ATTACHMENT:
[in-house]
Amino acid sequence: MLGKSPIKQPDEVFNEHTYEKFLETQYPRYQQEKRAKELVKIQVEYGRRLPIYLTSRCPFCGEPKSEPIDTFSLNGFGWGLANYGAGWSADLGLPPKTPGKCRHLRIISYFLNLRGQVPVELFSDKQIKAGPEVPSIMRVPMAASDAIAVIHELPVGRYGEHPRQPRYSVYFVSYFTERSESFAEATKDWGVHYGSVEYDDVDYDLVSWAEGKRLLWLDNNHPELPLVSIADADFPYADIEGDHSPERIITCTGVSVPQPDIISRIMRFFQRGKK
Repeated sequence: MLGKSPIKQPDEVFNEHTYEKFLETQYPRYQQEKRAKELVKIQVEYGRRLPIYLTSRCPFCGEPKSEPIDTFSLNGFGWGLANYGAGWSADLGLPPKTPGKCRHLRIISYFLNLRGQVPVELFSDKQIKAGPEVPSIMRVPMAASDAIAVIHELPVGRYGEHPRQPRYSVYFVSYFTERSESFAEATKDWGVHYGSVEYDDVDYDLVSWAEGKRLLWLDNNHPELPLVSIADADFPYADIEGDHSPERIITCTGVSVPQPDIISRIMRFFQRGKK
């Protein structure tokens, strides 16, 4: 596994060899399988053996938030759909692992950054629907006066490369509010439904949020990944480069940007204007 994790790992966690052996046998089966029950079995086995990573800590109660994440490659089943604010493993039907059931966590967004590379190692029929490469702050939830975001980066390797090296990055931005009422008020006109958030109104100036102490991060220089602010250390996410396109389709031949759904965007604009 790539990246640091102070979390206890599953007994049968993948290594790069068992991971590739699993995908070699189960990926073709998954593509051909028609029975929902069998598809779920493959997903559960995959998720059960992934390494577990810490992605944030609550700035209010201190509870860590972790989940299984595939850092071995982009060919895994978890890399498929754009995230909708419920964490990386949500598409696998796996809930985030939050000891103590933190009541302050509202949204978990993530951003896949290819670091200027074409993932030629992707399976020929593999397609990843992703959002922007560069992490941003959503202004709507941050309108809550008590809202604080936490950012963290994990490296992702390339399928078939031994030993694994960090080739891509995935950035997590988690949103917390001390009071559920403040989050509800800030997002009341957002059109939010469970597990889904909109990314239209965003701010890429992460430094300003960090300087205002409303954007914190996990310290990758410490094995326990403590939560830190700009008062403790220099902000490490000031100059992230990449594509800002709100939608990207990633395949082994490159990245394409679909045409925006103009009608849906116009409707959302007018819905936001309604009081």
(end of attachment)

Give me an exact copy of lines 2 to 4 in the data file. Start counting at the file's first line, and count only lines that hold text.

Amino acid sequence: MLGKSPIKQPDEVFNEHTYEKFLETQYPRYQQEKRAKELVKIQVEYGRRLPIYLTSRCPFCGEPKSEPIDTFSLNGFGWGLANYGAGWSADLGLPPKTPGKCRHLRIISYFLNLRGQVPVELFSDKQIKAGPEVPSIMRVPMAASDAIAVIHELPVGRYGEHPRQPRYSVYFVSYFTERSESFAEATKDWGVHYGSVEYDDVDYDLVSWAEGKRLLWLDNNHPELPLVSIADADFPYADIEGDHSPERIITCTGVSVPQPDIISRIMRFFQRGKK
Repeated sequence: MLGKSPIKQPDEVFNEHTYEKFLETQYPRYQQEKRAKELVKIQVEYGRRLPIYLTSRCPFCGEPKSEPIDTFSLNGFGWGLANYGAGWSADLGLPPKTPGKCRHLRIISYFLNLRGQVPVELFSDKQIKAGPEVPSIMRVPMAASDAIAVIHELPVGRYGEHPRQPRYSVYFVSYFTERSESFAEATKDWGVHYGSVEYDDVDYDLVSWAEGKRLLWLDNNHPELPLVSIADADFPYADIEGDHSPERIITCTGVSVPQPDIISRIMRFFQRGKK
């Protein structure tokens, strides 16, 4: 596994060899399988053996938030759909692992950054629907006066490369509010439904949020990944480069940007204007 994790790992966690052996046998089966029950079995086995990573800590109660994440490659089943604010493993039907059931966590967004590379190692029929490469702050939830975001980066390797090296990055931005009422008020006109958030109104100036102490991060220089602010250390996410396109389709031949759904965007604009 790539990246640091102070979390206890599953007994049968993948290594790069068992991971590739699993995908070699189960990926073709998954593509051909028609029975929902069998598809779920493959997903559960995959998720059960992934390494577990810490992605944030609550700035209010201190509870860590972790989940299984595939850092071995982009060919895994978890890399498929754009995230909708419920964490990386949500598409696998796996809930985030939050000891103590933190009541302050509202949204978990993530951003896949290819670091200027074409993932030629992707399976020929593999397609990843992703959002922007560069992490941003959503202004709507941050309108809550008590809202604080936490950012963290994990490296992702390339399928078939031994030993694994960090080739891509995935950035997590988690949103917390001390009071559920403040989050509800800030997002009341957002059109939010469970597990889904909109990314239209965003701010890429992460430094300003960090300087205002409303954007914190996990310290990758410490094995326990403590939560830190700009008062403790220099902000490490000031100059992230990449594509800002709100939608990207990633395949082994490159990245394409679909045409925006103009009608849906116009409707959302007018819905936001309604009081």